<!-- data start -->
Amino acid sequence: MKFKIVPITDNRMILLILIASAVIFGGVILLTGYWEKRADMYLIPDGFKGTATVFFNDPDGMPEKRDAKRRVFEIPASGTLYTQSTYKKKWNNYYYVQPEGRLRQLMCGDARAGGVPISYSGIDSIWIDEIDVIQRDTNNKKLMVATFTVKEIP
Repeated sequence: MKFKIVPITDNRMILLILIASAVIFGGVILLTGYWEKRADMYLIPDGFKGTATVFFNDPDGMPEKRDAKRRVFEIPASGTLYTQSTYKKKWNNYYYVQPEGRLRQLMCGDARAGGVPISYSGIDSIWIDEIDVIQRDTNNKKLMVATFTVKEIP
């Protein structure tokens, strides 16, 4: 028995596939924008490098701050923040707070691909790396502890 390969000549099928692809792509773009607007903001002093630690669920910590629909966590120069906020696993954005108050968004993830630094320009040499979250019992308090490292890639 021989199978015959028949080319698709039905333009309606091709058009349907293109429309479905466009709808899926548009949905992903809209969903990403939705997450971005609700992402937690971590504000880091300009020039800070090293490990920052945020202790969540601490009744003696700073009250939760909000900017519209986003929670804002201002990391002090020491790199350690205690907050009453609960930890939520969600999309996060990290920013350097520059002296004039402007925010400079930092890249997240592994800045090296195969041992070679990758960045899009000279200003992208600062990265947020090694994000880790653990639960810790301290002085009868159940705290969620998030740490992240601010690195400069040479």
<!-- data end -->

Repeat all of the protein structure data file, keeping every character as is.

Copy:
Amino acid sequence: MKFKIVPITDNRMILLILIASAVIFGGVILLTGYWEKRADMYLIPDGFKGTATVFFNDPDGMPEKRDAKRRVFEIPASGTLYTQSTYKKKWNNYYYVQPEGRLRQLMCGDARAGGVPISYSGIDSIWIDEIDVIQRDTNNKKLMVATFTVKEIP
Repeated sequence: MKFKIVPITDNRMILLILIASAVIFGGVILLTGYWEKRADMYLIPDGFKGTATVFFNDPDGMPEKRDAKRRVFEIPASGTLYTQSTYKKKWNNYYYVQPEGRLRQLMCGDARAGGVPISYSGIDSIWIDEIDVIQRDTNNKKLMVATFTVKEIP
């Protein structure tokens, strides 16, 4: 028995596939924008490098701050923040707070691909790396502890 390969000549099928692809792509773009607007903001002093630690669920910590629909966590120069906020696993954005108050968004993830630094320009040499979250019992308090490292890639 021989199978015959028949080319698709039905333009309606091709058009349907293109429309479905466009709808899926548009949905992903809209969903990403939705997450971005609700992402937690971590504000880091300009020039800070090293490990920052945020202790969540601490009744003696700073009250939760909000900017519209986003929670804002201002990391002090020491790199350690205690907050009453609960930890939520969600999309996060990290920013350097520059002296004039402007925010400079930092890249997240592994800045090296195969041992070679990758960045899009000279200003992208600062990265947020090694994000880790653990639960810790301290002085009868159940705290969620998030740490992240601010690195400069040479």